Council producing a string of ‘epic fails’

Council producing a string of ‘epic fails’, new group says (LINK)
by Christian Morrow – February 4, 2016

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WHITE RIOT: The newly formed Community Alliance for Byron (CABS) is a collection of community groups who are dissatisfied with Council’s performance regarding development across the shire. Photo Christian Morrow / Byron Shire News

The Community Alliance for Byron (CABS) is a collection of community groups dissatisfied with council’s procedures and practices and the unplanned and the unchecked development they say is taking place across the shire, “outside of sound planning principles and without community consent.”

“We have come here today to convey the message that council must put community and environment first,” Bethany Hudson, a spokesperson for the group from Sunrise, said.

“The dissatisfaction, frustration and anger that people are feeling about what is happening in our shire has reached critical mass and we are all pulling together to make council accountable to us.

“In December 2014, council resolved to adopt the Better Planning Network’s Community Charter for Good Planning.

“But since then multiple decisions made by council have flown in the face of the principles outlined in the charter.”

Scorecard compiled

The group have compiled a scorecard matching council’s activity since it adopted the charter to the Principles of the Charter and the results, they say, are a string of ‘epic fails’ including:

  • Council agreeing to allow a change of usage for rural land at Ewingsdale for 260 homes and a hectare of commercial development, despite the zoning not allowing it, recommendations against it by the Dept. of Planning and overwhelming opposition from the community;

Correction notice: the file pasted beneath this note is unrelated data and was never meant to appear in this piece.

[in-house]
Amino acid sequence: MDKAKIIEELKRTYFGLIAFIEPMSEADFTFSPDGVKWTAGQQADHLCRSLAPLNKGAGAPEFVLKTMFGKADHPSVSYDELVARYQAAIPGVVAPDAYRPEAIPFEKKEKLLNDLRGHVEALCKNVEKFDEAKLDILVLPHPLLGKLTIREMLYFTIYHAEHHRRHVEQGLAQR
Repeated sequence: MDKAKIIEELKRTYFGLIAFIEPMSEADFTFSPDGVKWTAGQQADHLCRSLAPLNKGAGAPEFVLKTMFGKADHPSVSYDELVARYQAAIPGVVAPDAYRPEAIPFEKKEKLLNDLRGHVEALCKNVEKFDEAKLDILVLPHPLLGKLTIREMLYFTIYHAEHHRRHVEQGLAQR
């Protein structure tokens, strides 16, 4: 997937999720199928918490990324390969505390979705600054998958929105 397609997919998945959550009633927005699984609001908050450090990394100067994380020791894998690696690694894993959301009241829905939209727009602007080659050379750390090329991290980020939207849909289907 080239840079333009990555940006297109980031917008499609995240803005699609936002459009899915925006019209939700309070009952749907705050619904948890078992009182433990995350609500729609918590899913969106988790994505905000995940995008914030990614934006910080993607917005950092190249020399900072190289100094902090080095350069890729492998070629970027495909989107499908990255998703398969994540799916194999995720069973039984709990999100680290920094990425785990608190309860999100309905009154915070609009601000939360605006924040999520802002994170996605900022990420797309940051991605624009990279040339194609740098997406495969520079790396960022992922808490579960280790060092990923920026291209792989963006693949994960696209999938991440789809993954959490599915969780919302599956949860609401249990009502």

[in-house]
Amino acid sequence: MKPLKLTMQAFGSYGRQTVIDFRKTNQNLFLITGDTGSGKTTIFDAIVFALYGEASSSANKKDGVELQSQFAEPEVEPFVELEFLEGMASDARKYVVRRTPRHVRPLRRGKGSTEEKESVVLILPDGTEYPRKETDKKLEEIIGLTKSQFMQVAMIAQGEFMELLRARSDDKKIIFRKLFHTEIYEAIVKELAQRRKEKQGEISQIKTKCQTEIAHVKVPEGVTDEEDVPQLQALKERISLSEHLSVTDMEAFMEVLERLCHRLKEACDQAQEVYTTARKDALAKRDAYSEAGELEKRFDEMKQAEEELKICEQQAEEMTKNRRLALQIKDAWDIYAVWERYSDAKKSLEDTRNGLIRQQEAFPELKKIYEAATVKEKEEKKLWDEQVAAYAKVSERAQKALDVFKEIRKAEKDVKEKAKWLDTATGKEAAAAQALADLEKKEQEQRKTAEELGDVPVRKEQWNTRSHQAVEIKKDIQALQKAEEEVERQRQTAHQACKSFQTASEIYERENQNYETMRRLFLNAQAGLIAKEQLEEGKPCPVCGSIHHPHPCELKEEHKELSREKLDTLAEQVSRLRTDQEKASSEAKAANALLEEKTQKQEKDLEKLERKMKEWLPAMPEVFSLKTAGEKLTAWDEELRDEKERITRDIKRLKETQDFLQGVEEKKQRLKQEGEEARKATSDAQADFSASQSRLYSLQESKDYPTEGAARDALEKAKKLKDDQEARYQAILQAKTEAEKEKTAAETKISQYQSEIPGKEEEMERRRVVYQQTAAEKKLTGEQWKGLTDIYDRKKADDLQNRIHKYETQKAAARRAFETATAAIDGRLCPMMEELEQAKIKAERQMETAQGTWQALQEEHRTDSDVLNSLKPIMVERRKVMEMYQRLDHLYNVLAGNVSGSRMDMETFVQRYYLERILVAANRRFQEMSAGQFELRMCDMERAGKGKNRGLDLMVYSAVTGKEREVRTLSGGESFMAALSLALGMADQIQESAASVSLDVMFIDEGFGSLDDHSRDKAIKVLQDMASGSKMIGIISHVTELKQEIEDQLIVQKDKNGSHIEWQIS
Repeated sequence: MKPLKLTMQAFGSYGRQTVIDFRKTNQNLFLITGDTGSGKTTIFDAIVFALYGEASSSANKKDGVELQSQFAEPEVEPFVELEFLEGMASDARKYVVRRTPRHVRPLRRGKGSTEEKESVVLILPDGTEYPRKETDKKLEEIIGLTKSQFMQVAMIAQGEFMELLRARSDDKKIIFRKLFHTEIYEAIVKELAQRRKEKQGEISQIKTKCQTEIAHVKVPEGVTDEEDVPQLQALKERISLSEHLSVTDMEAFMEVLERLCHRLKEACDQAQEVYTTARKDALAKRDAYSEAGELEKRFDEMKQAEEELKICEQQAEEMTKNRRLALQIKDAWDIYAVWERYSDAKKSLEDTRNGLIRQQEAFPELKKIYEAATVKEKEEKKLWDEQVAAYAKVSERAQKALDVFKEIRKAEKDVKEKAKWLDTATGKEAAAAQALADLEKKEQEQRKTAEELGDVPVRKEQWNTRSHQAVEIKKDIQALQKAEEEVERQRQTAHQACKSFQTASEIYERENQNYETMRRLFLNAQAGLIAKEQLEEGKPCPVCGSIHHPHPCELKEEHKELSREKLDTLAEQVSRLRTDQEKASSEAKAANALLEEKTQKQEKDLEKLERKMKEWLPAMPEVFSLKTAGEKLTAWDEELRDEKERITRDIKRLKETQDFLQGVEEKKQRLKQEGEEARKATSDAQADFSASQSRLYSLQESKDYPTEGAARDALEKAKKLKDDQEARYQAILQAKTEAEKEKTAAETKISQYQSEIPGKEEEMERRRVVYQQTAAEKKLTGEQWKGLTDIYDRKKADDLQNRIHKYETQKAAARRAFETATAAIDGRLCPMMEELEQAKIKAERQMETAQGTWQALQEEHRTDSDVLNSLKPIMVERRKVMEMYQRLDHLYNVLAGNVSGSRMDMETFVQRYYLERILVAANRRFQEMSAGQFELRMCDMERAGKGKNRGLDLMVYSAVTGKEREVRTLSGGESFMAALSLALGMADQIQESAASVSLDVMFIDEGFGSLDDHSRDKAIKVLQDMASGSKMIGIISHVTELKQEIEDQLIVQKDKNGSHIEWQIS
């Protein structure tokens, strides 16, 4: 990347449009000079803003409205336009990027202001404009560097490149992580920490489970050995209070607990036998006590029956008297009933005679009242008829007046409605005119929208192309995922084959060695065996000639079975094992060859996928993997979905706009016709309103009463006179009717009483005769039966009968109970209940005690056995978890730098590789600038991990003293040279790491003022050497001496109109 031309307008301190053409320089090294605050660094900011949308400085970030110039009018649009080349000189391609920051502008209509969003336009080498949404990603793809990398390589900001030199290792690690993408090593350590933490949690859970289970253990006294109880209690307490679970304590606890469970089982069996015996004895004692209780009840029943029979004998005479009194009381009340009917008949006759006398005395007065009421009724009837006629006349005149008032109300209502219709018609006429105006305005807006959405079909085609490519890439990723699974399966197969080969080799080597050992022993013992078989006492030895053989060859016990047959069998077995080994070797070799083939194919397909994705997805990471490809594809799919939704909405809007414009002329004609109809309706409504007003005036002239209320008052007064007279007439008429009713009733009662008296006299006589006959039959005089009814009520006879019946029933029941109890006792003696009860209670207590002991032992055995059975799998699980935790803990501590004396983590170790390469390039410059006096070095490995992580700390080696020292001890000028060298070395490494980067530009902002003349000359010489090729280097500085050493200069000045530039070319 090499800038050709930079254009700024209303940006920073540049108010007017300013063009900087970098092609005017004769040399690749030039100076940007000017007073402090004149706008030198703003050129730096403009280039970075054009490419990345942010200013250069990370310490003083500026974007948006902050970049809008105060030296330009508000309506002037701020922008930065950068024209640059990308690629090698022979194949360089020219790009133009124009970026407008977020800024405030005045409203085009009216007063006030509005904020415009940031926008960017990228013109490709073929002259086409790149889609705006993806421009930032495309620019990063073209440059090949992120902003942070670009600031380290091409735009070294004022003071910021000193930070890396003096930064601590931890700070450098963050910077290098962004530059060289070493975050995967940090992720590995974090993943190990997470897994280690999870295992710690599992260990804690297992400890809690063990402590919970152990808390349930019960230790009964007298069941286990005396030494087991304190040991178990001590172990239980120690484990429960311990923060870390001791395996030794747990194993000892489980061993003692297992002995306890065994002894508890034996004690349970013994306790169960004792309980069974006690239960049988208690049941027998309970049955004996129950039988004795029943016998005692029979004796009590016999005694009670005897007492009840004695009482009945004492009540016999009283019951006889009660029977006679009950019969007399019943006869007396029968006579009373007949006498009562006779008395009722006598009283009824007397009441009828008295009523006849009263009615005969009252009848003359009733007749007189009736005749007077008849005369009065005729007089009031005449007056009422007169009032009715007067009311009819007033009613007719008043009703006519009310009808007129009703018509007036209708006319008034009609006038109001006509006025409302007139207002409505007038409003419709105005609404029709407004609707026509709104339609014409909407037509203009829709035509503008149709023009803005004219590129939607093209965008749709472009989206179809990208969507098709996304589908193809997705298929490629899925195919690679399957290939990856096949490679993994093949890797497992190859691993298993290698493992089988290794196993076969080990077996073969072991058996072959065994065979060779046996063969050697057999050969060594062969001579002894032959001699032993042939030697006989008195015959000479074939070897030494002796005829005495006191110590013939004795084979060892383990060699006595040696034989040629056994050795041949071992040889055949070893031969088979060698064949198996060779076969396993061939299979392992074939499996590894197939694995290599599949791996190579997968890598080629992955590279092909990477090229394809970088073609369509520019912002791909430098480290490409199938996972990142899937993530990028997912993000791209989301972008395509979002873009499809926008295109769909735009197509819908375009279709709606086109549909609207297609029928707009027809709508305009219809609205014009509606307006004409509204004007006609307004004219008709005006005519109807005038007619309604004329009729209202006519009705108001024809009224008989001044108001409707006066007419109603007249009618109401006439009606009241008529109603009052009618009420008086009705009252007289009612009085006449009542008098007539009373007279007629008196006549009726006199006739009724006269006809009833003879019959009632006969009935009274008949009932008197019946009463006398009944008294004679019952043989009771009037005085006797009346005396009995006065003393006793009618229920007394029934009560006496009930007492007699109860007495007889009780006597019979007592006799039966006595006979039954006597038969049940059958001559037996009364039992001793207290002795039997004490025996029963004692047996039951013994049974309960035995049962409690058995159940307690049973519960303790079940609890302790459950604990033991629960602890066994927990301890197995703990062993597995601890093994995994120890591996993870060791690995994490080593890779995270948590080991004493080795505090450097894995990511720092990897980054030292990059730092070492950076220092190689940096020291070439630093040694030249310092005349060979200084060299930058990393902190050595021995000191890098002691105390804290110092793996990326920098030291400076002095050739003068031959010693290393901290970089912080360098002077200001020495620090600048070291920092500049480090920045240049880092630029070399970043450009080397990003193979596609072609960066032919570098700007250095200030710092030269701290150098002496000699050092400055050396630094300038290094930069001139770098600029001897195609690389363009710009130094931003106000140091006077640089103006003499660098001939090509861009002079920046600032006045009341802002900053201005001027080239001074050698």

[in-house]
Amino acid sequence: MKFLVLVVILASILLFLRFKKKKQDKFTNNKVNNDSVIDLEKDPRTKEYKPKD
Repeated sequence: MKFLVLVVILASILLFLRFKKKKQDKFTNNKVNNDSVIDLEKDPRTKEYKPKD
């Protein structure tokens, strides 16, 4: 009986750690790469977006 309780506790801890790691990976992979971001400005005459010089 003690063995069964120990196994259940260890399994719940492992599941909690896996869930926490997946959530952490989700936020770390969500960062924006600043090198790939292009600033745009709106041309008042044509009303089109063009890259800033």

• The exclusion of the community from the decision to build a rock wall at Belongil;
  • The censuring of a committed volunteer via a Code of Conduct complaint and the ignoring of serious breaches of the code by councillors; and
  • Complex development applications being put on public exhibition for only 14 days.

“Many of us in Byron shire feel we are being ignored by council,” said Ms Hudson.

Not to be ignored

“In some cases residents are being treated like nuisances and even opponents of some councillors and council staff.

“We are ratepayers and it is our shire.

“We deserve respect and outcomes that benefit the environment and the majority of the community not just a handful of people who are in the long run will only take from Byron shire, not give.”

“We must see the community charter actually implemented. That means proper planning being done, underpinned by a Growth Management Strategy that considers the environmental values and future needs of the shire and which involves genuine community participation in planning processes.”

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